Antioxidant defense reduced in schizophrenia, bipolar disorder

Results from a Tunisian study suggest that the antioxidant defense system is altered in patients with schizophrenia and bipolar disorder (BD).

Anwar Mechri (University of Monastir) and team found that schizophrenia and BD patients had lower total glutathione (GSHt) levels and lower levels of reduced glutathione (GSHr) than mentally healthy individuals (controls).

Furthermore, the activity of certain antioxidant enzymes was reduced in patients compared with controls.

"The GSH deficit may be an important indirect biomarker of the oxidative stress in schizophrenia and BD," comment the authors in Progress in Neuro-Psychopharmacology and Biological Psychiatry.

The team studied 46 schizophrenia patients (mean age 33.2 years), 30 BD patients (mean age 31.3 years) and 40 controls (mean age 32.3 years).

Blood samples were collected from all of the participants and assessed for levels of GSHt, GSHr, oxidized glutathione, superoxide dismutase (SOD), glutathione peroxidase, and catalase.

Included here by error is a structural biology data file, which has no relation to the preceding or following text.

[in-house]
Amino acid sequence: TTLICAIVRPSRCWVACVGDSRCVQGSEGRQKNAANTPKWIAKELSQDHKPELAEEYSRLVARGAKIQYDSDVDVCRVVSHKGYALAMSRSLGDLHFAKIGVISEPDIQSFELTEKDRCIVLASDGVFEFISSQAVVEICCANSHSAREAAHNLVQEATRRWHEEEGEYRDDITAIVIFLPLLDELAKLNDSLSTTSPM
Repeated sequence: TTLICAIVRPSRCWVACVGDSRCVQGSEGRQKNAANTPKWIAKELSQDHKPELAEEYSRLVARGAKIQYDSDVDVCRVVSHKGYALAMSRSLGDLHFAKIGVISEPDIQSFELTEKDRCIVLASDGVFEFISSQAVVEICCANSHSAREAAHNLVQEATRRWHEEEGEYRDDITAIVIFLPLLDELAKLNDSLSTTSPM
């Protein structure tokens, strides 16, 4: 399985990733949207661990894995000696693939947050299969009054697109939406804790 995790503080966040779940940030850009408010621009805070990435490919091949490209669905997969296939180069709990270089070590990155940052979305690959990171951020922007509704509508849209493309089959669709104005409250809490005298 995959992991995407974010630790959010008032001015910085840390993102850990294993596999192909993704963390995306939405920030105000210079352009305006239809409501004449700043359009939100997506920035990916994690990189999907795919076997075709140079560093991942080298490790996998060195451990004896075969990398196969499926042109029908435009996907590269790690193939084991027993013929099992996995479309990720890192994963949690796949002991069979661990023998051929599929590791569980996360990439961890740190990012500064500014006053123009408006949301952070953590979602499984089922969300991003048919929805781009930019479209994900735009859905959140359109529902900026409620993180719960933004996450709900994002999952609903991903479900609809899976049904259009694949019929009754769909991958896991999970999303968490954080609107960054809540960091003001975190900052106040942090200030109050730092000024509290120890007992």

The researchers found that schizophrenia and BD patients had significantly lower mean GSHt levels than controls, at 601.64 and 552.21 versus 826.15 µmol/L, respectively, and lower levels of GSHr, at 579.85 and 526.53 versus 794.91 µmol/L, respectively.

Furthermore, SOD activity levels were significantly lower in schizophrenia patients compared with BD patients and controls, at 1.63 versus 2.17 and 2.35 U/mg Hb, respectively, as were catalase activity levels, at 146.9 versus 216.05 and 285.15 U/mg Hb, respectively. The difference between BD patients and controls regarding catalase levels was also significant.

There were no significant differences among the groups regarding glutathione peroxidase activity levels.

Mechri and team conclude: "The results of the current study show that there is an alteration of the antioxidant defence system in schizophrenia and BD."

They add: "The suggested link that exists between a disturbed antioxidant defence system and the physiopathology of schizophrenia and BD provides a theoretical basis to develop novel therapeutic strategies, such as, the supplementation of glutathione precursor or other antioxidants."

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